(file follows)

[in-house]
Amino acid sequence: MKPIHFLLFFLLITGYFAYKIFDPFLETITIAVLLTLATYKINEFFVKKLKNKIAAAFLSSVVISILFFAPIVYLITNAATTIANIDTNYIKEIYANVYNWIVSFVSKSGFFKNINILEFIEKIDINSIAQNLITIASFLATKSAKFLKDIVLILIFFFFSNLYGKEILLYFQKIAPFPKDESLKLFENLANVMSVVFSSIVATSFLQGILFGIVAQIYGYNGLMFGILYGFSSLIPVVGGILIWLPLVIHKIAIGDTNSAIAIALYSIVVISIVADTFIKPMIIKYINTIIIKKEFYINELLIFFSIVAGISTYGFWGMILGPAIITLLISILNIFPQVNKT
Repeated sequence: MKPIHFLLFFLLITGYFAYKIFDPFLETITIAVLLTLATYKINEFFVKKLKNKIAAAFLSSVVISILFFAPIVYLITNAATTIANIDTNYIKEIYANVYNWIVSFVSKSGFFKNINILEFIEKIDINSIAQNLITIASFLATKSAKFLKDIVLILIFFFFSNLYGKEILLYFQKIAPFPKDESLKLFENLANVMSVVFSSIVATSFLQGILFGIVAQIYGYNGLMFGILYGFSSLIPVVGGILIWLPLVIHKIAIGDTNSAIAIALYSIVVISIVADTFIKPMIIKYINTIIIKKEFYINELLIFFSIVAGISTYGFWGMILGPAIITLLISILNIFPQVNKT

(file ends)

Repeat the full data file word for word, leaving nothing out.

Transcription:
[in-house]
Amino acid sequence: MKPIHFLLFFLLITGYFAYKIFDPFLETITIAVLLTLATYKINEFFVKKLKNKIAAAFLSSVVISILFFAPIVYLITNAATTIANIDTNYIKEIYANVYNWIVSFVSKSGFFKNINILEFIEKIDINSIAQNLITIASFLATKSAKFLKDIVLILIFFFFSNLYGKEILLYFQKIAPFPKDESLKLFENLANVMSVVFSSIVATSFLQGILFGIVAQIYGYNGLMFGILYGFSSLIPVVGGILIWLPLVIHKIAIGDTNSAIAIALYSIVVISIVADTFIKPMIIKYINTIIIKKEFYINELLIFFSIVAGISTYGFWGMILGPAIITLLISILNIFPQVNKT
Repeated sequence: MKPIHFLLFFLLITGYFAYKIFDPFLETITIAVLLTLATYKINEFFVKKLKNKIAAAFLSSVVISILFFAPIVYLITNAATTIANIDTNYIKEIYANVYNWIVSFVSKSGFFKNINILEFIEKIDINSIAQNLITIASFLATKSAKFLKDIVLILIFFFFSNLYGKEILLYFQKIAPFPKDESLKLFENLANVMSVVFSSIVATSFLQGILFGIVAQIYGYNGLMFGILYGFSSLIPVVGGILIWLPLVIHKIAIGDTNSAIAIALYSIVVISIVADTFIKPMIIKYINTIIIKKEFYINELLIFFSIVAGISTYGFWGMILGPAIITLLISILNIFPQVNKT